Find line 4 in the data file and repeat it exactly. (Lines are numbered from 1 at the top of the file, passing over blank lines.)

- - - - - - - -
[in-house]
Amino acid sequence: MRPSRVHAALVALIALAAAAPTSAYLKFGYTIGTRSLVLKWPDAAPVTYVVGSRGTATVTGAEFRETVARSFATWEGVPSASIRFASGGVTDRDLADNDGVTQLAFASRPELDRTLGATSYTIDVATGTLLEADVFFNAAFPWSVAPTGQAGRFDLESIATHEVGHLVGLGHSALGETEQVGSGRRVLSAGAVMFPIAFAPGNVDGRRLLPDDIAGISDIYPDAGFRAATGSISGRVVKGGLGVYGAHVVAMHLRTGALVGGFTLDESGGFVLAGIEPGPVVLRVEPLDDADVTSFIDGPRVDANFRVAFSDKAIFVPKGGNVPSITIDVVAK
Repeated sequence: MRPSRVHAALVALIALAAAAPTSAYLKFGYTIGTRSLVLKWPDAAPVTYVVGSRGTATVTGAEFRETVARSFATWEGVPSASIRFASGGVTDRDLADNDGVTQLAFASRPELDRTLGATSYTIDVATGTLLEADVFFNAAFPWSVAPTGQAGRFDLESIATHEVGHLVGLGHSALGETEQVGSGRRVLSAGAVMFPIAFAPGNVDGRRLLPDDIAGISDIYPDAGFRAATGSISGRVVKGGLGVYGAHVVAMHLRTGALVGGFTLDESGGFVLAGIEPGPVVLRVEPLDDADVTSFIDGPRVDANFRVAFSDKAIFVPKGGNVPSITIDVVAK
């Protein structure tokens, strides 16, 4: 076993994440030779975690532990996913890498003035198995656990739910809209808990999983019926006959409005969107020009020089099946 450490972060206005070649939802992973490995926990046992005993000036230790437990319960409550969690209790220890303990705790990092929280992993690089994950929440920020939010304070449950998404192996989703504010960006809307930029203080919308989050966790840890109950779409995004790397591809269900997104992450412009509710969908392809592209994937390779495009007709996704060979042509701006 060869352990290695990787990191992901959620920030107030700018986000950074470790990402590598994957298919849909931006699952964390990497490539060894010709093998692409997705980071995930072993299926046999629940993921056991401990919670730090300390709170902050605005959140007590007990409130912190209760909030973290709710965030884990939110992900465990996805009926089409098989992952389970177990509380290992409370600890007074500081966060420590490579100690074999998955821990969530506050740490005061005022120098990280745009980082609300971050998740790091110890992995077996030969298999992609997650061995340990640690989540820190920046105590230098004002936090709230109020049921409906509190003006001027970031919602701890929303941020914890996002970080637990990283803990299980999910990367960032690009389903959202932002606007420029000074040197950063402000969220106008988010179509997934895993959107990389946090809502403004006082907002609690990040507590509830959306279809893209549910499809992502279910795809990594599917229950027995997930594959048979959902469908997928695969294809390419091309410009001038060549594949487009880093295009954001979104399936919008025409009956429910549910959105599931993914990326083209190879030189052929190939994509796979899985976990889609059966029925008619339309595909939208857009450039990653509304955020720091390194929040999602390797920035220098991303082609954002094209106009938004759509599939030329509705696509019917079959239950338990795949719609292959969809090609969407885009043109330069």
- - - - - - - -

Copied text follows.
């Protein structure tokens, strides 16, 4: 076993994440030779975690532990996913890498003035198995656990739910809209808990999983019926006959409005969107020009020089099946 450490972060206005070649939802992973490995926990046992005993000036230790437990319960409550969690209790220890303990705790990092929280992993690089994950929440920020939010304070449950998404192996989703504010960006809307930029203080919308989050966790840890109950779409995004790397591809269900997104992450412009509710969908392809592209994937390779495009007709996704060979042509701006 060869352990290695990787990191992901959620920030107030700018986000950074470790990402590598994957298919849909931006699952964390990497490539060894010709093998692409997705980071995930072993299926046999629940993921056991401990919670730090300390709170902050605005959140007590007990409130912190209760909030973290709710965030884990939110992900465990996805009926089409098989992952389970177990509380290992409370600890007074500081966060420590490579100690074999998955821990969530506050740490005061005022120098990280745009980082609300971050998740790091110890992995077996030969298999992609997650061995340990640690989540820190920046105590230098004002936090709230109020049921409906509190003006001027970031919602701890929303941020914890996002970080637990990283803990299980999910990367960032690009389903959202932002606007420029000074040197950063402000969220106008988010179509997934895993959107990389946090809502403004006082907002609690990040507590509830959306279809893209549910499809992502279910795809990594599917229950027995997930594959048979959902469908997928695969294809390419091309410009001038060549594949487009880093295009954001979104399936919008025409009956429910549910959105599931993914990326083209190879030189052929190939994509796979899985976990889609059966029925008619339309595909939208857009450039990653509304955020720091390194929040999602390797920035220098991303082609954002094209106009938004759509599939030329509705696509019917079959239950338990795949719609292959969809090609969407885009043109330069």